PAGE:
Is UN giving in to industry?

UN adopts resolution to fight chronic lifestyle diseases, without targets or commitments

 
By Gayathri Vaidyanathan
Last Updated: Saturday 04 July 2015

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THE UN General Assembly has adopted a watered-down political declaration to reduce the burden of chronic lifestyle diseases. The event signals the beginning of a larger fight between industry and health policy makers.



The resolution was passed at a summit ahead of the General Assembly in New York on September 19. The unanimous acceptance came after meetings with industry, civil society and governments who created weaker declaration acceptable to all member states.

All that the resolution calls for is just a comprehensive campaign by governments, industry and civil society groups to combat non-communicable diseases (NCDs), including cancer, heart diseases, diabetes and chronic respiratory ailments. There are no clear targets to curb the diseases or commitment for funds, say policy watchers. (See ‘NCD battle starts now’)

The preliminary version proposed by the World Health Organization (WHO) had listed targets, including a 25 per cent reduction in deaths from NCDs, 40 per cent reduction in tobacco smoking and reduction in salt intake. But none of these targets found their way into the resolution.

Outcome of the NCD summit was unlike the first health summit at the UN in 2001. It had led to the creation of The Global Fund to Fight AIDS, Tuberculosis and Malaria, the largest funding agency for those diseases that has attracted rock stars like Bono and John Legend to its cause.

Urging for urgent action against NCDs as well, Margaret Chan, Director-General of WHO, called the diseases a “slow-motion disaster” that could turn back economic progress of nations.

“The entire NGO community would have liked to see more measures and specificity and goal setting,” says John Seffrin, chief executive officer of the American Cancer Society. “Goal setting is important if you want to do something effective,” says Seffrin who is optimistic that targets will be established in the coming years.

Agrees Leena Menghaney, a public health lawyer in Delhi. Target-oriented declaration would have helped developing countries set more effective control programmes, she says.

Industry involvement criticised

Passage of the declaration calls into question the multimillion-dollar food and beverage industry’s use of high fructose corn syrup, high amounts of salt, fats and other chemical additives, which are often implicated for NCDs.

NGOs therefore criticise the involvement of industry in the negotiation process, arguing that there is a conflict of interest. It comes as no surprise that the declaration did not set targets for reduction of these ingredients in food.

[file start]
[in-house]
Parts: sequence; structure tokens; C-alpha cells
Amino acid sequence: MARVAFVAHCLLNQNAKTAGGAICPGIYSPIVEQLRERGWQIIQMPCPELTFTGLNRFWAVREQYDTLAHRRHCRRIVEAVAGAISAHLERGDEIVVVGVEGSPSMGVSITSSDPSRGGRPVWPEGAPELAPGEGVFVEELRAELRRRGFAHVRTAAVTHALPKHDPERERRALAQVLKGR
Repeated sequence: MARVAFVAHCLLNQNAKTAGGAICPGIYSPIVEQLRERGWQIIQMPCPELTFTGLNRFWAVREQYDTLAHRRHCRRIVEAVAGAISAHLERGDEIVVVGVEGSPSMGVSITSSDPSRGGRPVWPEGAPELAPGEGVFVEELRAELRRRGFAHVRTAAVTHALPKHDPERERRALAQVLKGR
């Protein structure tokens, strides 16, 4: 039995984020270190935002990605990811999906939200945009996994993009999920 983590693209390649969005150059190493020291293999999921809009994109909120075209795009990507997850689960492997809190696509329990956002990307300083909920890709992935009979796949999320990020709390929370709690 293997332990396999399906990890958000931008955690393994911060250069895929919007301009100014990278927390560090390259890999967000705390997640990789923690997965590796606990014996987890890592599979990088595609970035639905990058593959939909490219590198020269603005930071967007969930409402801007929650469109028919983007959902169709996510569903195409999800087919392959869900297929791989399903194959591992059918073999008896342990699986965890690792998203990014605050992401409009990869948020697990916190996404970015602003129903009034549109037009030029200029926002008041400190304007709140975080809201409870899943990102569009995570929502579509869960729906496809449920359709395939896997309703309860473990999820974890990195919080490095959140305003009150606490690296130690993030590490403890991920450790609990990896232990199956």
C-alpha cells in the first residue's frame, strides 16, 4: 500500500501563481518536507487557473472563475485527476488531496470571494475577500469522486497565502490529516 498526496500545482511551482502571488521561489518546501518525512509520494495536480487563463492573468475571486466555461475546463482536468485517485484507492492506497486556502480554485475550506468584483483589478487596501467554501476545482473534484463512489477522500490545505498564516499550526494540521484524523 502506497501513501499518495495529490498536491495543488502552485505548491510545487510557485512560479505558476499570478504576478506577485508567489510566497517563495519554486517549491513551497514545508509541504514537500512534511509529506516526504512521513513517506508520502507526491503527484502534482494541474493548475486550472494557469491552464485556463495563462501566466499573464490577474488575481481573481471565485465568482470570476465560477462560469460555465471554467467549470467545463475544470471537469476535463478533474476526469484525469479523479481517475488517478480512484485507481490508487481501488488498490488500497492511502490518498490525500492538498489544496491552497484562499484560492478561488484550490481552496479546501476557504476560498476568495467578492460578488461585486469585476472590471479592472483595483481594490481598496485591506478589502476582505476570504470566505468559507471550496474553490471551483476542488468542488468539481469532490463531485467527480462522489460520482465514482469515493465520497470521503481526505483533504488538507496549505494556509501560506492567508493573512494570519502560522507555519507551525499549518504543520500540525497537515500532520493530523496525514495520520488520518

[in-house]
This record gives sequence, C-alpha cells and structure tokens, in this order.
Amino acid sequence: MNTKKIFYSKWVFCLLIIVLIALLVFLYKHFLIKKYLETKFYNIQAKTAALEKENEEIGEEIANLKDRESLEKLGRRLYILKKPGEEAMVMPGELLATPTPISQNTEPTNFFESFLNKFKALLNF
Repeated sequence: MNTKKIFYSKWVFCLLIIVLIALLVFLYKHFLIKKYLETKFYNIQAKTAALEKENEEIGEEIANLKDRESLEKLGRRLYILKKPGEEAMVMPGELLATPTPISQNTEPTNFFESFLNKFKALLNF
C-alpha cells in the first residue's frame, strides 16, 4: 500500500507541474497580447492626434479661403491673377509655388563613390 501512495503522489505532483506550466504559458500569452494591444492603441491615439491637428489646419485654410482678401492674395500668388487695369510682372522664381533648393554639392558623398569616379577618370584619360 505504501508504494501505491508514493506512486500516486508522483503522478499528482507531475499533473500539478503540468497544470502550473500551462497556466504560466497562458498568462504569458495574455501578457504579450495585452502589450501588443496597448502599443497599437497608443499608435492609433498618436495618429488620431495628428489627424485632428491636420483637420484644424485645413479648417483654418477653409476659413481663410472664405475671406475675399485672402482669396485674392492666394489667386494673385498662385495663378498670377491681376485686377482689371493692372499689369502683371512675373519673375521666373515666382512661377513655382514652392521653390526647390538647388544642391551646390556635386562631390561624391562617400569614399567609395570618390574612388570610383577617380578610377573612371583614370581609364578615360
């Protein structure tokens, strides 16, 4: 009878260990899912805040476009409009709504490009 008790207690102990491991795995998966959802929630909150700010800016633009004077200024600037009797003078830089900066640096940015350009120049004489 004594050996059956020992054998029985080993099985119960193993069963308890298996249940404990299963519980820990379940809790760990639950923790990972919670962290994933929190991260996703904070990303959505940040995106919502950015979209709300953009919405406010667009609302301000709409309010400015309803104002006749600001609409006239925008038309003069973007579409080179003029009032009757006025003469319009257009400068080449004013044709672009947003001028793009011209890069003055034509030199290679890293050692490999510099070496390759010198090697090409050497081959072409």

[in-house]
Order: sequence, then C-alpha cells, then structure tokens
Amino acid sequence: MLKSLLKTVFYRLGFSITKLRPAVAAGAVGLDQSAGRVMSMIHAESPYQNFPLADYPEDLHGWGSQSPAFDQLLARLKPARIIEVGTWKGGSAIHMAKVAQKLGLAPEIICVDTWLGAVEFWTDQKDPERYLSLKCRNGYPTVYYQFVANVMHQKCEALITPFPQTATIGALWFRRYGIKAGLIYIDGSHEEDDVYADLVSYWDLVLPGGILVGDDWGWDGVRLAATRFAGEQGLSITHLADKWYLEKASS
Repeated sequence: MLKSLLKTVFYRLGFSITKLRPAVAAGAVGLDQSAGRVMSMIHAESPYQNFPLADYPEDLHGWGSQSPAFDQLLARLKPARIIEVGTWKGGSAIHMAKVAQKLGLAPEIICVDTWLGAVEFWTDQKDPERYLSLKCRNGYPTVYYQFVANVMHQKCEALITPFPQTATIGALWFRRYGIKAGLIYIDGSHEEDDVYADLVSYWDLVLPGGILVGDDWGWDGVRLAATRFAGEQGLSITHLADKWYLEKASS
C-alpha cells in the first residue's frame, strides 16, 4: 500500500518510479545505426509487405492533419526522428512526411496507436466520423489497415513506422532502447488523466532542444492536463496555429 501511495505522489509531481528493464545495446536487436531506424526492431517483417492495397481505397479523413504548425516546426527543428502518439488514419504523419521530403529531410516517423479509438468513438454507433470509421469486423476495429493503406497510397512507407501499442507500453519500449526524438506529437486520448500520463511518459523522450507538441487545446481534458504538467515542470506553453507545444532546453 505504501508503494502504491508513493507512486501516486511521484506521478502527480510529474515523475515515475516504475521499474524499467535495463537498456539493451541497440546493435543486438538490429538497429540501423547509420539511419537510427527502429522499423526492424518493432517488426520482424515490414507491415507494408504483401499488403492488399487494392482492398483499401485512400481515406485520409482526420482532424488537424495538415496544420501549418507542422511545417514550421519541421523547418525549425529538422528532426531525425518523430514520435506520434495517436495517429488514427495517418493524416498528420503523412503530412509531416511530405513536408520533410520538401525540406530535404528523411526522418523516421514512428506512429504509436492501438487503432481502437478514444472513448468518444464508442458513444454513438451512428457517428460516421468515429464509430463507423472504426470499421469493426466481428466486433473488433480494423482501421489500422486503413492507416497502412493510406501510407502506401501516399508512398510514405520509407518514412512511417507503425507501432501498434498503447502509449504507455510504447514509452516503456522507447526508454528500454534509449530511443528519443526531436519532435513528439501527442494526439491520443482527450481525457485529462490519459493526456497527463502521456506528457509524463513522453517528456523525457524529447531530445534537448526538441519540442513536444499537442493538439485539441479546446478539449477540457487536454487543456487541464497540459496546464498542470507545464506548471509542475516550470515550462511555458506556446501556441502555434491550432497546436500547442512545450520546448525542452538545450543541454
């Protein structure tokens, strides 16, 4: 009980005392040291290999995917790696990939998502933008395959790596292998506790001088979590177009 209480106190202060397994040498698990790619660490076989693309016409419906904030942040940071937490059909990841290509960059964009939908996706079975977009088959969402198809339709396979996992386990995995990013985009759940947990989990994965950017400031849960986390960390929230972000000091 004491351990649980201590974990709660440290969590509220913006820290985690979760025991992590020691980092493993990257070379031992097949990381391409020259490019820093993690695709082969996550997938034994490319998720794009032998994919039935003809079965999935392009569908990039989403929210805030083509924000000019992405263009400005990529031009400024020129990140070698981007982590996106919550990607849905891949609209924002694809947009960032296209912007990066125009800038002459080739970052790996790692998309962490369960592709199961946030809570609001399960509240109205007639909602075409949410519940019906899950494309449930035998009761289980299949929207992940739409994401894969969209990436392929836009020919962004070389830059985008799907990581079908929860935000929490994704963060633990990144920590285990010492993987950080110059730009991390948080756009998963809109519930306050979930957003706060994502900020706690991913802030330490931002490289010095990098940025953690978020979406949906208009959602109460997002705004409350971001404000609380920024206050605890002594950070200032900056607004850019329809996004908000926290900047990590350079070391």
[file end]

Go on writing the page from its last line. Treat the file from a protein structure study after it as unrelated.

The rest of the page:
Besides, much hope was pinned on the declaration; that it would help lay down strong regulations for the tobacco industry, which is majorly responsible for lung cancer. Menghaney says the declaration lost the opportunity to strengthen existing global conventions like the Framework Convention on Tobacco Control (FCTC). Countries like Brazil and Australia are currently under pressure from the tobacco industry to not implement FCTC recommendations.

Thomas Frieden, director of the USÔÇêCenters for Disease Control and Prevention, however, points out that not all industries have vested interests in NCDs; the insurance industry, for one, stands to lose millions of dollars as populations age and NCDs rise.

Timothy Wirth, president of the UN Foundation, says the real use of the declaration would be in legitimising actions on these diseases in nations where the stamp of UN approval carries much weight. “In some countries, it is terribly important what the UN says and does.”

“Frankly speaking, it (the declaration) was quite lukewarm,” says Bertil Lindblad of UNAIDS. Since patients with HIV/AIDS are at greater risk of chronic disease, the two issues link together, he says. However, the declaration gives WHO a powerful “tool” or political leverage to negotiate with industry and civil society in future, he says. How much WHO will exercise this political leverage in regulating the industries that are deeply entangled in the fight remains to be seen.

According to a study by Harvard University in the US and the World Economic Forum, NCDs are expected to cost the global economy US $47 trillion over the next two decades.

With inputs from Vibha Varshney

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